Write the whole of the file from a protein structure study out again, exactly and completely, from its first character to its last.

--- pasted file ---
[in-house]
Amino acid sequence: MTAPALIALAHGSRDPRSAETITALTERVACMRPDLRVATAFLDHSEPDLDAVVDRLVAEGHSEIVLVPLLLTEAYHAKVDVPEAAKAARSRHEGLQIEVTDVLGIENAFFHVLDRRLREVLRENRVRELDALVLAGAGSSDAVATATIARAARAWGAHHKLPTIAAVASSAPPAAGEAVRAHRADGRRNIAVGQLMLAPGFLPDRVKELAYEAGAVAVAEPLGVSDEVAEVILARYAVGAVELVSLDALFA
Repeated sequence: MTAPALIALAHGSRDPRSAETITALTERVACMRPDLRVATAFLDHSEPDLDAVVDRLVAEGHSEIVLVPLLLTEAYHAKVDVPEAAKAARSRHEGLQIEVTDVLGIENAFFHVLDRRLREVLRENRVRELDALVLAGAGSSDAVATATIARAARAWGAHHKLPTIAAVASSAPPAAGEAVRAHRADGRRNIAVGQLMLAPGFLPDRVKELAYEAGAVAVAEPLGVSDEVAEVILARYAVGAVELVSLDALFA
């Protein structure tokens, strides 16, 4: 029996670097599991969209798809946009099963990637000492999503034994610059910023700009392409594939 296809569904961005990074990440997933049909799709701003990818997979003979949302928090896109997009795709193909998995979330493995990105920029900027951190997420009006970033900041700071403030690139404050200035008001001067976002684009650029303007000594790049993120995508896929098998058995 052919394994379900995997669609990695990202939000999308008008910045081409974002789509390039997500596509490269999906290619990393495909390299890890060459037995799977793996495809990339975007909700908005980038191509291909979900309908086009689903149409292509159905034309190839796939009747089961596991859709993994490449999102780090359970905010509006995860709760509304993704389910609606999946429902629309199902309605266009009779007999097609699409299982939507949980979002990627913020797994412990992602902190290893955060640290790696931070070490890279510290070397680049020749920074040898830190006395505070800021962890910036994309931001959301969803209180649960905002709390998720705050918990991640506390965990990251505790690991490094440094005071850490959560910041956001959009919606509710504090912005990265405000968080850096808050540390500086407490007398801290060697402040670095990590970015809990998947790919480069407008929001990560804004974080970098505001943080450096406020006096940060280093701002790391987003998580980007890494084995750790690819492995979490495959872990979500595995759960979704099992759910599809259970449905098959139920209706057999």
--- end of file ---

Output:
[in-house]
Amino acid sequence: MTAPALIALAHGSRDPRSAETITALTERVACMRPDLRVATAFLDHSEPDLDAVVDRLVAEGHSEIVLVPLLLTEAYHAKVDVPEAAKAARSRHEGLQIEVTDVLGIENAFFHVLDRRLREVLRENRVRELDALVLAGAGSSDAVATATIARAARAWGAHHKLPTIAAVASSAPPAAGEAVRAHRADGRRNIAVGQLMLAPGFLPDRVKELAYEAGAVAVAEPLGVSDEVAEVILARYAVGAVELVSLDALFA
Repeated sequence: MTAPALIALAHGSRDPRSAETITALTERVACMRPDLRVATAFLDHSEPDLDAVVDRLVAEGHSEIVLVPLLLTEAYHAKVDVPEAAKAARSRHEGLQIEVTDVLGIENAFFHVLDRRLREVLRENRVRELDALVLAGAGSSDAVATATIARAARAWGAHHKLPTIAAVASSAPPAAGEAVRAHRADGRRNIAVGQLMLAPGFLPDRVKELAYEAGAVAVAEPLGVSDEVAEVILARYAVGAVELVSLDALFA
């Protein structure tokens, strides 16, 4: 029996670097599991969209798809946009099963990637000492999503034994610059910023700009392409594939 296809569904961005990074990440997933049909799709701003990818997979003979949302928090896109997009795709193909998995979330493995990105920029900027951190997420009006970033900041700071403030690139404050200035008001001067976002684009650029303007000594790049993120995508896929098998058995 052919394994379900995997669609990695990202939000999308008008910045081409974002789509390039997500596509490269999906290619990393495909390299890890060459037995799977793996495809990339975007909700908005980038191509291909979900309908086009689903149409292509159905034309190839796939009747089961596991859709993994490449999102780090359970905010509006995860709760509304993704389910609606999946429902629309199902309605266009009779007999097609699409299982939507949980979002990627913020797994412990992602902190290893955060640290790696931070070490890279510290070397680049020749920074040898830190006395505070800021962890910036994309931001959301969803209180649960905002709390998720705050918990991640506390965990990251505790690991490094440094005071850490959560910041956001959009919606509710504090912005990265405000968080850096808050540390500086407490007398801290060697402040670095990590970015809990998947790919480069407008929001990560804004974080970098505001943080450096406020006096940060280093701002790391987003998580980007890494084995750790690819492995979490495959872990979500595995759960979704099992759910599809259970449905098959139920209706057999």